Qualcomm today announced plans to bring satellite-based connectivity to next-generation Android smartphones, providing smartphone makers like Samsung and Google with a way to compete with Apple and iPhone 14 models for SOS emergency distress via satellite capabilities.
Snapdragon Satellite is a satellite-based, two-way messaging solution from satellite company Iridium, Snapdragon Satellite provides truly global coverage from the South Pole to the North Pole. Qualcomm said support for messaging using satellite connectivity will be built into the Snapdragon 8 Gen 2 mobile platform, and smartphones using the technology will be available in the second half of 2023.
Qualcomm said the Snapdragon Satellite feature will first be used for emergency messaging, similar to the satellite emergency distress feature offered by Apple through its partnership with Globalstar. Qualcomm also mentioned SMS messaging and connectivity in remote, rural and offshore locations as possible use cases for Snapdragon Satellite, suggesting it may not be limited to emergency use in the future.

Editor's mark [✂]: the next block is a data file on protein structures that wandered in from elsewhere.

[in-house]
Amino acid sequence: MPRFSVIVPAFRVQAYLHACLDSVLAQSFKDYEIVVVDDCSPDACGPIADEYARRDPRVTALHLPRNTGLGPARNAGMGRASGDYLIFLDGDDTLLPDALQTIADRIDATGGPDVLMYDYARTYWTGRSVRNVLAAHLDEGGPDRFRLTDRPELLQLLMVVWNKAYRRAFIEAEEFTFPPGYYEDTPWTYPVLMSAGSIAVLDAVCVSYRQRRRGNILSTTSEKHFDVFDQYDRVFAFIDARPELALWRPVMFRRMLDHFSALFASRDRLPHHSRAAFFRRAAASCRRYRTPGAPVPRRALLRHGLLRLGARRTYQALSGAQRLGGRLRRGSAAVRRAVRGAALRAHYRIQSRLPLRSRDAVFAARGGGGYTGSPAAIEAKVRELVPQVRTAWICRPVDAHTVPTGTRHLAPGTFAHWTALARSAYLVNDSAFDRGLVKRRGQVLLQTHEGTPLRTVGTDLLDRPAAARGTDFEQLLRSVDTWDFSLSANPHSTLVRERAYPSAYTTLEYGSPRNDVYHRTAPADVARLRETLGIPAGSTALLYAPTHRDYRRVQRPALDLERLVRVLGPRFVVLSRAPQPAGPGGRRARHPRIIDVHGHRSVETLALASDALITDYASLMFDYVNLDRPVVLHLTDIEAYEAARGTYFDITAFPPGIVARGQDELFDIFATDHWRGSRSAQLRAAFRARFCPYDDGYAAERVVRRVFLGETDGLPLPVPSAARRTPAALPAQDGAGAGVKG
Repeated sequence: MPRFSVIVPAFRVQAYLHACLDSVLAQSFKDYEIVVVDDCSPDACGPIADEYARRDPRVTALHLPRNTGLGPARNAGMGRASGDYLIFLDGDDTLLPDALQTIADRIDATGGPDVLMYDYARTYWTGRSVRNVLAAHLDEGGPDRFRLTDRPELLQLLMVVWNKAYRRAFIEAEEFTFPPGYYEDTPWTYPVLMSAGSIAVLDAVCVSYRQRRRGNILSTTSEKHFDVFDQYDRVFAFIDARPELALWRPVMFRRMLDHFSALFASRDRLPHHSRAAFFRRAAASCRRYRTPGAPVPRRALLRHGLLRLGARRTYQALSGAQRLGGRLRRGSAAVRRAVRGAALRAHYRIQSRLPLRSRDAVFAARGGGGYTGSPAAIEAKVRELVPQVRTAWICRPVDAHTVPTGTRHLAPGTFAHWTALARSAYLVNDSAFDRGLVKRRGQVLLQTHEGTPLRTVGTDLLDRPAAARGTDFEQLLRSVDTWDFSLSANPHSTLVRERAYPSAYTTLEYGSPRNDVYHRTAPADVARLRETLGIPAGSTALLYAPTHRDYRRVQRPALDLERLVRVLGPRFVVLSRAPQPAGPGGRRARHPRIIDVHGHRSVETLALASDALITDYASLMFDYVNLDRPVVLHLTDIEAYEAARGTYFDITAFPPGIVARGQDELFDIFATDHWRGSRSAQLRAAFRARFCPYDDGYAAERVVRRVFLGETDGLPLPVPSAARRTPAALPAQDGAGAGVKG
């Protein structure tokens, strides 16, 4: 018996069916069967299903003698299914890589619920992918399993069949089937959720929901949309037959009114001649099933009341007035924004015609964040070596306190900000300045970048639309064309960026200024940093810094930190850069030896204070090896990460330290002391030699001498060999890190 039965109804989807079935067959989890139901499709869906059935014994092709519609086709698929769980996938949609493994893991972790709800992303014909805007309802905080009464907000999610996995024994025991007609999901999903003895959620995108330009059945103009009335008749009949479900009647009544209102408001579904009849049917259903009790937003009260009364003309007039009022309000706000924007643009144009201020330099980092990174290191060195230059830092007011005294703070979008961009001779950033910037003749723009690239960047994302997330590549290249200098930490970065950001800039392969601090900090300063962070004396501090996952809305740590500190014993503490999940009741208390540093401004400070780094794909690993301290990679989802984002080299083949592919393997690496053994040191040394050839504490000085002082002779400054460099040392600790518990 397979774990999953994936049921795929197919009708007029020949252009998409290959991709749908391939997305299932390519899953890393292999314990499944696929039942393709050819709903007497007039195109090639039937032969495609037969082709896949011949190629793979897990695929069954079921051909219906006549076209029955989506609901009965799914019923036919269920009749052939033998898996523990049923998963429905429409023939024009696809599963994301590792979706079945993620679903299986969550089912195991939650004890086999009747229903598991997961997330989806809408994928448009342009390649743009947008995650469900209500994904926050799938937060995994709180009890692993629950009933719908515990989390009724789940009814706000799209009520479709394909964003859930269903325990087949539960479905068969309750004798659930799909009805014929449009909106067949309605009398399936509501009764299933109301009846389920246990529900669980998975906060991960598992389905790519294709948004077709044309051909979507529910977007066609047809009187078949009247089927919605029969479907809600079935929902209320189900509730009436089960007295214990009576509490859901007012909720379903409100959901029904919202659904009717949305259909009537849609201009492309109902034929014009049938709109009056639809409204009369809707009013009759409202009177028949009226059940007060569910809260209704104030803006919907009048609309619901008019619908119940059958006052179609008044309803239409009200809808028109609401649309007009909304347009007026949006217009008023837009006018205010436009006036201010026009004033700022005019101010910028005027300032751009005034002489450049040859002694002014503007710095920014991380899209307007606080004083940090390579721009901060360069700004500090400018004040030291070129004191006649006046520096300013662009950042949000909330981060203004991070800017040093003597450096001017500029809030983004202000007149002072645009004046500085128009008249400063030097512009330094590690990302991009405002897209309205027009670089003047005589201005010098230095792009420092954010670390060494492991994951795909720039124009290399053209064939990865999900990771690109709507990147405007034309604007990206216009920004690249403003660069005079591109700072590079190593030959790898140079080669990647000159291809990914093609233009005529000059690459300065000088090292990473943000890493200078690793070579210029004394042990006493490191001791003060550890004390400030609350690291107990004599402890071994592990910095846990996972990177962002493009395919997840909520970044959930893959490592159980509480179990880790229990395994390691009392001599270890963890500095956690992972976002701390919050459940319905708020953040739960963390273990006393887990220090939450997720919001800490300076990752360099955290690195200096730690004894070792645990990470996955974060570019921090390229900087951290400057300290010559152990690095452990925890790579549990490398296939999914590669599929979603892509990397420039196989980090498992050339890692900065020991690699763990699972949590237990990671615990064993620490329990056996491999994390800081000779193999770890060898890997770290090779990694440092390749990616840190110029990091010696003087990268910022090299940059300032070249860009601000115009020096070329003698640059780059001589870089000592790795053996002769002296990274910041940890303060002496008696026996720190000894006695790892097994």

Snapdragon Satellite will be available first in smartphones, Qualcomm says it could also be used in laptops, tablets, cars and IoT devices, with OEMs and app developers able to differentiate and offer uniquely branded services using satellite connectivity.
Snapdragon Satellite will use the Iridium satellite constellation, which uses an L-band spectrum that Iridium says is “more weather-adapted” than the frequencies used by other networks. Android smartphones with Snapdragon Satellite still need a clear view of the sky to work properly and can send messages in as little as 10 seconds with a stable connection. Snapdragon Satellite is also planned to support 5G non-terrestrial networks (NTN) when the NTN satellite infrastructure and satellite constellation system are ready.
In addition to its partnership with Iridium, Qualcomm also plans to work with Garmin to provide emergency response services to users. No information is available on how Iridium, Qualcomm and the Android smartphone maker plan to charge customers for satellite access.